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The bronchioles are part of the airway passages in the lungs. They are located at the end of the bronchi, the larger, branching airway passages in the lungs, and terminate in the alveoli, tiny circular sacs where oxygen is exchanged with carbon dioxide in the blood. These passageways are distinguished from the bronchi in that they do not contain cartilage or glands. They are responsible for controlling air distribution and airflow resistance in the lungs.
The lungs and their structures are part of the respiratory system, which controls breathing and also includes the upper respiratory passages, the nose, throat, and sinuses, and the pharynx and trachea. Air is drawn into the lungs through the upper respiratory passages until it reaches the alveoli, where the blood is oxygenated. Deoxygenated blood transfers its carbon dioxide into the alveoli, and the carbon dioxide is breathed out through the respiratory passages. This process helps the blood carry oxygen throughout the body, powering the body's metabolism.
The bronchial network, like most of the respiratory passages, contains cilia, small fingerlike cell projections, on their inner surface to help move air through the system. Bronchioles are branching, beginning with the primary bronchioles, which branch into the smaller and more numerous terminal bronchioles, which in turn divide into the respiratory bronchioles. Each terminal one contains Clara cells, which secrete a protein compound called surfactant that serves to lubricate the passageways, maintaining airflow, and to detoxify harmful substances inhaled into the lungs.
Bronchial dysfunction can be the cause of life-threatening disorders. In bronchospasm, the bronchial passages constrict and become narrower, impeding oxygen absorption in the blood. It's a symptom of asthma, bronchitis, flu, and respiratory tract infections, as well as anaplhylactic shock caused by allergens. Bronchospasms can also result as a side-effect of certain drugs, including beta-blockers and pilocarpine. They can cause coughing, breathlessness, and hypoxia, or a lack of oxygen in the body.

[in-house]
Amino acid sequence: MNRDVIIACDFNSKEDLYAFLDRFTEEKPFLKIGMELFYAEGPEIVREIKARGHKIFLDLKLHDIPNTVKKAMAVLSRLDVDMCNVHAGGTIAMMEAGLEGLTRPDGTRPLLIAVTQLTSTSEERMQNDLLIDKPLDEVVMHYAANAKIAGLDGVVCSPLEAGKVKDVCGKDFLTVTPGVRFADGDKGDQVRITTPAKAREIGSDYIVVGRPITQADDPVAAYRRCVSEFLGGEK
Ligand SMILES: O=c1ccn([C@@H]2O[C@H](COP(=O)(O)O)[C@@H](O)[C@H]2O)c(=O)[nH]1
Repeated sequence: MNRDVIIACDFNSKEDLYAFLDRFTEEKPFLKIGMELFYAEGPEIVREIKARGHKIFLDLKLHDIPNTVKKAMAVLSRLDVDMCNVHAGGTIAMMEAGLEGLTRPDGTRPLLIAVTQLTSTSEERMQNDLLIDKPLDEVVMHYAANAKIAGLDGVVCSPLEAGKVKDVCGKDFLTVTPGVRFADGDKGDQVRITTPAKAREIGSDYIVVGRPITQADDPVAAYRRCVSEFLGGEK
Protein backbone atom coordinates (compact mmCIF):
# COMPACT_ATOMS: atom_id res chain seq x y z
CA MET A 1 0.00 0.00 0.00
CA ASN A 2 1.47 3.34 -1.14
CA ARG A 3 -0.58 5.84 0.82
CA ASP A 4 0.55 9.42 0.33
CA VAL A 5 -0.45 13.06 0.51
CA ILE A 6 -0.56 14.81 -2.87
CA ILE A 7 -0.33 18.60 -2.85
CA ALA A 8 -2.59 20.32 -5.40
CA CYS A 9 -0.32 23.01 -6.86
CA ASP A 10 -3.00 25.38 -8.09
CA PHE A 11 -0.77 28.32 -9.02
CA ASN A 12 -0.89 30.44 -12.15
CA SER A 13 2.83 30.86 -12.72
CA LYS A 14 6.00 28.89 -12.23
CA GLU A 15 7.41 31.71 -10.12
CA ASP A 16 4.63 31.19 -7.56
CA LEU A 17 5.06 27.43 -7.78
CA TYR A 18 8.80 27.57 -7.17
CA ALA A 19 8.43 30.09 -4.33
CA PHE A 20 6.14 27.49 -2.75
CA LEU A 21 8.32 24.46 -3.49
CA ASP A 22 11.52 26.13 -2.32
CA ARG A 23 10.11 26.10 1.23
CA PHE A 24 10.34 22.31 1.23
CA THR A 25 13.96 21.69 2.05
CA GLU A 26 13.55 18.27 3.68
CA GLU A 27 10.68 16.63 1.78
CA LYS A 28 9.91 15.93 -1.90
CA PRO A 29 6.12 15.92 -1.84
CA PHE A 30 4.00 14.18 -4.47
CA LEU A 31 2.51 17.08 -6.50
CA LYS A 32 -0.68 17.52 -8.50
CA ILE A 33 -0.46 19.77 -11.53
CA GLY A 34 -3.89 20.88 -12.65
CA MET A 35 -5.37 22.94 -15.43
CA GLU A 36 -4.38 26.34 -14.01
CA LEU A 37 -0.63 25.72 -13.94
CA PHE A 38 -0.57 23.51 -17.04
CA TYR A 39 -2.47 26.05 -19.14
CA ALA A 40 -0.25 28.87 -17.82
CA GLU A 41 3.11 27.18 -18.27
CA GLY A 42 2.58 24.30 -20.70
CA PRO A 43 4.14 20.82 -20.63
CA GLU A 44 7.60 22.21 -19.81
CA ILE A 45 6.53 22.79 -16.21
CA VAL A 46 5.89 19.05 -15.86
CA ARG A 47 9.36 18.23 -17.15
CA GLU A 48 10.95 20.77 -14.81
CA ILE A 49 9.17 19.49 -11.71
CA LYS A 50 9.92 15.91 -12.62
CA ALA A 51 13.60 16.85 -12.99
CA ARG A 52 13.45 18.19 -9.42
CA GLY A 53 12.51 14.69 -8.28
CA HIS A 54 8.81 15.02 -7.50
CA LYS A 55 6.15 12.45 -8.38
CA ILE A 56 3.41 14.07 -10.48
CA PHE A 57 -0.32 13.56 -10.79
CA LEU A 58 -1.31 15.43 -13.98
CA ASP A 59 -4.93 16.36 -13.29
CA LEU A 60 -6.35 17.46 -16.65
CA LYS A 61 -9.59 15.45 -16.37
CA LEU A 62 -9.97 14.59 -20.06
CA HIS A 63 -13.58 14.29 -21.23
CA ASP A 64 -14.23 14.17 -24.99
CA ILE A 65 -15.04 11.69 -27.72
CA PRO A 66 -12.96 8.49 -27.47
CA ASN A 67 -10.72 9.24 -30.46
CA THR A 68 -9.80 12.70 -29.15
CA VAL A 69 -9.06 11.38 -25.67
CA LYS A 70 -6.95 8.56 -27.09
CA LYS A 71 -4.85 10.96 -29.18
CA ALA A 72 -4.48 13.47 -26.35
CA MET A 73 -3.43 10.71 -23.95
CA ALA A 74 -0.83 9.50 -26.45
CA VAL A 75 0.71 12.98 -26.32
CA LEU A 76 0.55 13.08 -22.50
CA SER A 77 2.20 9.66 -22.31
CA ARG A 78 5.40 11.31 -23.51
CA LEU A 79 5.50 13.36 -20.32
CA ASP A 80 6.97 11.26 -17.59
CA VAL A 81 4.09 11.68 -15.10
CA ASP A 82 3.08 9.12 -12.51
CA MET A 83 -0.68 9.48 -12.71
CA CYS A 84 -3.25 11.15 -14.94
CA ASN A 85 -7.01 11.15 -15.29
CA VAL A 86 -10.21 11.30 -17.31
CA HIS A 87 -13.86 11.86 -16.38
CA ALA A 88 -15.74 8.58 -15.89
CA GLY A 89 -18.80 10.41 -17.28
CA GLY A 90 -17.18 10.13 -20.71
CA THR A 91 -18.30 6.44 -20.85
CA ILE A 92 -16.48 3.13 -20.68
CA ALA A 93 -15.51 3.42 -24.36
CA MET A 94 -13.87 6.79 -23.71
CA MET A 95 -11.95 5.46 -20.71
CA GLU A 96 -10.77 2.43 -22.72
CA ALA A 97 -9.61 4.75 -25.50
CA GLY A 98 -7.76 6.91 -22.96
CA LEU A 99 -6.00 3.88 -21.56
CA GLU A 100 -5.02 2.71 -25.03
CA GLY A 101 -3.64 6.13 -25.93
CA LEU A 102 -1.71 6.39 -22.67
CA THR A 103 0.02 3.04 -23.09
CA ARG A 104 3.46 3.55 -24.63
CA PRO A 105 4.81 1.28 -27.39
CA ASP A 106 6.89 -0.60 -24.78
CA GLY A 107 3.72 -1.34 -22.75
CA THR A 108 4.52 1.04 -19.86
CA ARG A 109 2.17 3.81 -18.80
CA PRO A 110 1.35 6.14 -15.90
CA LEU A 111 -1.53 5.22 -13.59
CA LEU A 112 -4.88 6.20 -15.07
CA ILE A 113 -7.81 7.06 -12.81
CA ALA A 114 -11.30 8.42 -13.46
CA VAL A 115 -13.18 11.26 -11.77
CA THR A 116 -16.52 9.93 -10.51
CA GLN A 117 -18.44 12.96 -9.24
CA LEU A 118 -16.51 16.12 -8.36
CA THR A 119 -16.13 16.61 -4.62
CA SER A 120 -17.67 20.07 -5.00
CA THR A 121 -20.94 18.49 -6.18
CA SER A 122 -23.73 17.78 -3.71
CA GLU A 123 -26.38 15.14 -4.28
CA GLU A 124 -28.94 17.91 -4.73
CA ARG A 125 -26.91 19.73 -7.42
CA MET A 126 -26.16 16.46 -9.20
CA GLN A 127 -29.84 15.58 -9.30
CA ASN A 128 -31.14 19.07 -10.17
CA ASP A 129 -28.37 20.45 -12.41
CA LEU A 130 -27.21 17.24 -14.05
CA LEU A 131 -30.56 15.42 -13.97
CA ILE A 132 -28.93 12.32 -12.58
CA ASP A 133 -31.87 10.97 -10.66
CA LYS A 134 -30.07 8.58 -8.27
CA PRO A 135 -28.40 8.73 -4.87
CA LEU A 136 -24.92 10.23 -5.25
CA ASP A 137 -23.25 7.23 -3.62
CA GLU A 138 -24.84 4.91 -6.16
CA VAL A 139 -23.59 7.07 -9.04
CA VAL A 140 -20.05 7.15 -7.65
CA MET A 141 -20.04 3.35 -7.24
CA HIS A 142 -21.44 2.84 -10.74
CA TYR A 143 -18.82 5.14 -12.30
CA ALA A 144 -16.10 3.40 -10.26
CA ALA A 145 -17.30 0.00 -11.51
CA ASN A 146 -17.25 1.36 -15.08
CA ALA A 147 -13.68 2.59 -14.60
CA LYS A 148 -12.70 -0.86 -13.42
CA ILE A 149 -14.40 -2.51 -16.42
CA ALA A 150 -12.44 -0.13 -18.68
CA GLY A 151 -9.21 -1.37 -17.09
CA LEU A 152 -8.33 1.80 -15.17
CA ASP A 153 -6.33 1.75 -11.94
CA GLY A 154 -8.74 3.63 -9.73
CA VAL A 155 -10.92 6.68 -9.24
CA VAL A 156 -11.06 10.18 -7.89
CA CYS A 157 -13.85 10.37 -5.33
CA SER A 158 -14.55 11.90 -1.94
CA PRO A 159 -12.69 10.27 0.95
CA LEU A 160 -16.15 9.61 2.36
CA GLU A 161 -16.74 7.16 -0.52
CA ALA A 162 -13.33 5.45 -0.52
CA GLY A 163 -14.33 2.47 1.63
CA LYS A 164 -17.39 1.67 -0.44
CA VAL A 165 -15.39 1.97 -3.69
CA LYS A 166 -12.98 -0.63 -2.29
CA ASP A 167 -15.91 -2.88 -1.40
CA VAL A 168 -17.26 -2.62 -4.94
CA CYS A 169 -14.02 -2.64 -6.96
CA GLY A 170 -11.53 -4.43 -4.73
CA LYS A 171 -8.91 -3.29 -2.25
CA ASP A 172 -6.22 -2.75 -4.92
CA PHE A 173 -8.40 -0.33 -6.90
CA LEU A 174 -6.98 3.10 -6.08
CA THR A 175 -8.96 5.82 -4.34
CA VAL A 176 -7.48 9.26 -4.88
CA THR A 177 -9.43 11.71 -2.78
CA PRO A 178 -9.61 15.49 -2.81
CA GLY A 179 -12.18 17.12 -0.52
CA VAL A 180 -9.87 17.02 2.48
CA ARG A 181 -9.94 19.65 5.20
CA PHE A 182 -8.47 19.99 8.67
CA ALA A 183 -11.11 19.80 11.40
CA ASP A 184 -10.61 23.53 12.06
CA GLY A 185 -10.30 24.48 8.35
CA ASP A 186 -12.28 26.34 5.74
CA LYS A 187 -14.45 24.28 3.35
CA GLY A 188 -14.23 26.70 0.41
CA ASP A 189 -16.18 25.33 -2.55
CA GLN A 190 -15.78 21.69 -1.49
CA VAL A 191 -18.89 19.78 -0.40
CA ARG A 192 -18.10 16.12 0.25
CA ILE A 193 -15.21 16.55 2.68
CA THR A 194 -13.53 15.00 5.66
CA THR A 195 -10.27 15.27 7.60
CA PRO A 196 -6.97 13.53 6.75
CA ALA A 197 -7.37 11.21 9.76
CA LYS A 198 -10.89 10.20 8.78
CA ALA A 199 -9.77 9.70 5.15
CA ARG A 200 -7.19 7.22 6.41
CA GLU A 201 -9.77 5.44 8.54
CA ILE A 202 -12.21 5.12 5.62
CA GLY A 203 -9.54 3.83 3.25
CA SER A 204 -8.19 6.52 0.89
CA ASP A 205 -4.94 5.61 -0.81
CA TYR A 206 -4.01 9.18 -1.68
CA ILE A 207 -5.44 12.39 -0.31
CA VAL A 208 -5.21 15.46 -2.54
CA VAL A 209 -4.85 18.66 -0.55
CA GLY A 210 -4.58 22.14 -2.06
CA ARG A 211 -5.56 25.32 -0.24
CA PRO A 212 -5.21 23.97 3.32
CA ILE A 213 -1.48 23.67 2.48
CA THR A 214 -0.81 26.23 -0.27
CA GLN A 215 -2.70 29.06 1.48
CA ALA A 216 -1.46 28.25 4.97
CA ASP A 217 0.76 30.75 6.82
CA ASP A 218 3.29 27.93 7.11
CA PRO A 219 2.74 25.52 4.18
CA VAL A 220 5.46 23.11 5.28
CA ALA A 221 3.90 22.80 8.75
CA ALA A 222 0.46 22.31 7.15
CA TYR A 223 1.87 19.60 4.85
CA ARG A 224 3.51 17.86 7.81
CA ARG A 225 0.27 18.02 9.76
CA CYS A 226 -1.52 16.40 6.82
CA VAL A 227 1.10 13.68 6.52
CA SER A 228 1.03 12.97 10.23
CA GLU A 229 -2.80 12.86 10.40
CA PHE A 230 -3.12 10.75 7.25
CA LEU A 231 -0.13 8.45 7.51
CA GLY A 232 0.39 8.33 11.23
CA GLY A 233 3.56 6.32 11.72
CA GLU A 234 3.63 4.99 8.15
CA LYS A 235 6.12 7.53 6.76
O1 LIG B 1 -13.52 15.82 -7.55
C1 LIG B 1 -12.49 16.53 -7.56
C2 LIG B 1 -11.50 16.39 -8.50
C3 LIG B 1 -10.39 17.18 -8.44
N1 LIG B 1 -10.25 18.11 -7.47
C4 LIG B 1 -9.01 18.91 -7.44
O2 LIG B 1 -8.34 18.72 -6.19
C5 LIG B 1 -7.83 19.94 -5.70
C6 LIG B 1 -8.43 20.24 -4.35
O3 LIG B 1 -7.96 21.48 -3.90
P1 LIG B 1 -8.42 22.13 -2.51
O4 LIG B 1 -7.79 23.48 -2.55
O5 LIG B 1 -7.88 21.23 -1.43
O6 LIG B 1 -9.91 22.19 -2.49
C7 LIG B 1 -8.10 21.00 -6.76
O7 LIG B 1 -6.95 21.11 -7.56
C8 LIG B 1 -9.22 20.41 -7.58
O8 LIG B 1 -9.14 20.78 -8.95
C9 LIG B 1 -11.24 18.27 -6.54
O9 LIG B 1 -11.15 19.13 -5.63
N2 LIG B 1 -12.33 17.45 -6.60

An inflammation of the bronchioles is called bronchiolitis. It is typically a symptom of viral infection, but in one rare and serious form, bronchiolitis obliterans, the passageways become obstructed by fibrous connective tissue. Most bronchial disorders can be treated by oxygen therapy or bronchodilation, or by treating the underlying cause of the disease. Bronchodilation uses either medication or mechanical manipulation to widen the airways in the lungs. Bronchiolitis obliterans, however, is irreversible, and may require lung transplant in severe cases.
Wow, bronchiolitis sounds like it can be pretty dangerous! I can't believe it can lead to a lung transplant. I'm happy to hear that it's a rare form of bronchiolitis that leads to something so drastic. We wouldn't want people needing lung transplants all over the place!
Those little bronchioles sure are an important part of breathing!
Thank you for explaining what it is that the bronchioles do. I'm really interested in how the human body works, but I don't remember learning much about bronchioles. I wish I would have paid more attention in school!
I knew that bronchitis has more to do with the bronchi, but I thought that bronchiolitis was just another name for bronchitis! Now I know the difference!
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